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Are there any guidelines for the amount of information which should be present in a sentence? Consider the following sentences:

In this section we describe the algorithm for data extraction from a webpage using a wrapper, which has been created by the user through the GUI explained in the previous sections.

In this section we describe the algorithm for data extraction from a webpage using a wrapper, which has been created by the user through the GUI explained in the previous sections.

In this section we describe the algorithm for data extraction from a webpage using a wrapper, which has been created by the user through the GUI explained in the previous sections.

I know that I can sometimes rely on the context to avoid repeating information.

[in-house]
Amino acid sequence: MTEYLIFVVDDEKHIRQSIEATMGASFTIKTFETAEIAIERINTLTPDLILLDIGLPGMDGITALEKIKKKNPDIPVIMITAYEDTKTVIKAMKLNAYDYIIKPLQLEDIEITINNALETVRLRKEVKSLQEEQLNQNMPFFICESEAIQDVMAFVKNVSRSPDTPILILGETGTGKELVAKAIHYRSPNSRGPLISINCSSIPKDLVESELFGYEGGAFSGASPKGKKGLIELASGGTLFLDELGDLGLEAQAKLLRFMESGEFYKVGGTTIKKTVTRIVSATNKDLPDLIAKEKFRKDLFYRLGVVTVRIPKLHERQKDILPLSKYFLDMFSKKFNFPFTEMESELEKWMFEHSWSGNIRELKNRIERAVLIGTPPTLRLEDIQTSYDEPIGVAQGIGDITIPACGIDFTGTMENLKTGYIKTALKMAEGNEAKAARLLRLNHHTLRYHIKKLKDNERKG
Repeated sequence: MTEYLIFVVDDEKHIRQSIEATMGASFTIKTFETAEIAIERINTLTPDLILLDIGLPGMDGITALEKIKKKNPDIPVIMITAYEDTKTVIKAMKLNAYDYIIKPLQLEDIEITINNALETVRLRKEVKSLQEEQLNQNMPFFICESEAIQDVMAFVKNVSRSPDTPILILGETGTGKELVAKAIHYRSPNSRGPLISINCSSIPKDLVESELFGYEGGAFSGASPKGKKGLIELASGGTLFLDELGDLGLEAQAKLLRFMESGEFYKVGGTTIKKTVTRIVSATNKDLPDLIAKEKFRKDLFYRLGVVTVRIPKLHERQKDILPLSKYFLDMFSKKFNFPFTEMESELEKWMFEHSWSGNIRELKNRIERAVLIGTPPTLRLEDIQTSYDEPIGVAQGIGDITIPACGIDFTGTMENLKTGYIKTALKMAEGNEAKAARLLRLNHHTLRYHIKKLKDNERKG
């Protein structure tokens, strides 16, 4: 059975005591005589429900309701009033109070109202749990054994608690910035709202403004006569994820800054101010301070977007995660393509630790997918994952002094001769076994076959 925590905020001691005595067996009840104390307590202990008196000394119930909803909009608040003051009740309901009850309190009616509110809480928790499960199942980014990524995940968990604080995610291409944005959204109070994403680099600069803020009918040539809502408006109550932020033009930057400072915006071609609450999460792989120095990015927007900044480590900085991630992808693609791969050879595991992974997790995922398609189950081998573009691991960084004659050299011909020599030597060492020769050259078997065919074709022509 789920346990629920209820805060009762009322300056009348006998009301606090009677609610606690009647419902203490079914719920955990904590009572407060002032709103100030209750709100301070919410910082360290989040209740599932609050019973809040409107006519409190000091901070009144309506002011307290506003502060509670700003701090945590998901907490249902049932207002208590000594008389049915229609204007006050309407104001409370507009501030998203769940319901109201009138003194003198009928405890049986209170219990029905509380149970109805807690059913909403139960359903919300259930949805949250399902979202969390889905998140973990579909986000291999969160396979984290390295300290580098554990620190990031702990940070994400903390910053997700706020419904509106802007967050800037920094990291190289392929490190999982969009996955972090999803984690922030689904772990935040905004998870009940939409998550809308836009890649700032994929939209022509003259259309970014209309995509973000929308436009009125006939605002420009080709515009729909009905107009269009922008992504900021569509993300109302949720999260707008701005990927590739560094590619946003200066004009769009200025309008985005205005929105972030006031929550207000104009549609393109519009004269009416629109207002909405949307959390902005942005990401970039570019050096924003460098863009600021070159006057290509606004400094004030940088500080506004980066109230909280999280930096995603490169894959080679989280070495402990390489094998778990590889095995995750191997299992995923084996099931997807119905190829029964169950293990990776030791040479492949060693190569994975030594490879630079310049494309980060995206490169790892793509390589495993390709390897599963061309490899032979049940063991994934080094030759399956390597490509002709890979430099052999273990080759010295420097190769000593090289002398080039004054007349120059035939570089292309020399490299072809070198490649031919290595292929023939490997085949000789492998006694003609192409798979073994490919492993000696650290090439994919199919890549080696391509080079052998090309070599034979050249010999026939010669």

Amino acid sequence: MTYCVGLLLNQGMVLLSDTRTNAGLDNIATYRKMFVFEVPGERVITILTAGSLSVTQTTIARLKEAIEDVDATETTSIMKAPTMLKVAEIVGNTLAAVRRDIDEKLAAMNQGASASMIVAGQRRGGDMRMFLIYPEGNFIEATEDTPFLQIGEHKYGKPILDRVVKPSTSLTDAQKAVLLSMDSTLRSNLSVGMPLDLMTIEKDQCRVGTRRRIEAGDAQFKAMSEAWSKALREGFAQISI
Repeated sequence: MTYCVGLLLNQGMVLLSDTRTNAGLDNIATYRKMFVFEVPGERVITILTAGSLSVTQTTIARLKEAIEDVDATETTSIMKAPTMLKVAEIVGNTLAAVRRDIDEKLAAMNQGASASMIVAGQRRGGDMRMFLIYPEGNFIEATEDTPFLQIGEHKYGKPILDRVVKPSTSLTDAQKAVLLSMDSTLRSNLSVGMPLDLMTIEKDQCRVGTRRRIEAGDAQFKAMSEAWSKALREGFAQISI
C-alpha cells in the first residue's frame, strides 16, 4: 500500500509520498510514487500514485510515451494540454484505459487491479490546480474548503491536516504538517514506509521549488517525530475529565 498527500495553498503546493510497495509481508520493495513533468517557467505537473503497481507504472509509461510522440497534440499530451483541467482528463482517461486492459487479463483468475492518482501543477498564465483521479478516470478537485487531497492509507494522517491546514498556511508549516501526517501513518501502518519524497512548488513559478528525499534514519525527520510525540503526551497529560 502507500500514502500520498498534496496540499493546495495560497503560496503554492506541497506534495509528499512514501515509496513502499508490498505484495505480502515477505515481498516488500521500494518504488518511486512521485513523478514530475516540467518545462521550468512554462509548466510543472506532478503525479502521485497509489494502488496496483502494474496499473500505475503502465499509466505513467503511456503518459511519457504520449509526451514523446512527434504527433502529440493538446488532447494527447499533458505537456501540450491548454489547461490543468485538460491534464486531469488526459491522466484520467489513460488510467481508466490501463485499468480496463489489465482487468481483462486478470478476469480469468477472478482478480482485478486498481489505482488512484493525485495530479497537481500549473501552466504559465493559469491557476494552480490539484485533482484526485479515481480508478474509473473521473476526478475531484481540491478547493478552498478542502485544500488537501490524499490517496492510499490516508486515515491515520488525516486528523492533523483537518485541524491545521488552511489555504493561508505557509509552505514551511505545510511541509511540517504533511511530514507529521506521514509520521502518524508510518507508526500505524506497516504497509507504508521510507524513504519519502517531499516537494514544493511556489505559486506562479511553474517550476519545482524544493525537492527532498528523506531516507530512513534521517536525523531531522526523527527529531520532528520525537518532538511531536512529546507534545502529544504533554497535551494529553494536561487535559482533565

Which of the sentences above do you recommend?

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    They all work! This is a problem of context! How can I possibly know what information you should include when I don't know what comes before or after? Really, only you can answer. Just ask yourself: Is it obvious that it's data extraction from a webpage? Do I need to say the GUI is the one explained in previous sections? I can only tell you that you can omit your relative pronoun for brevity. – JMB Jun 23 '15 at 8:19
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    In general I recommend you do more reading of material written by native English speakers so you will have a better idea of how much information usually goes in a sentence in English. – user6951 Jun 23 '15 at 8:33
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It is never a bad idea to express the core idea clearly and succinctly.

In this section we describe an algorithm for extracting data from a webpage.

When it follows a series of nouns, "which" can often cause the reader to stumble, and it does no harm to repeat a noun.

The algorithm utilizes the wrapper created in the previous section.

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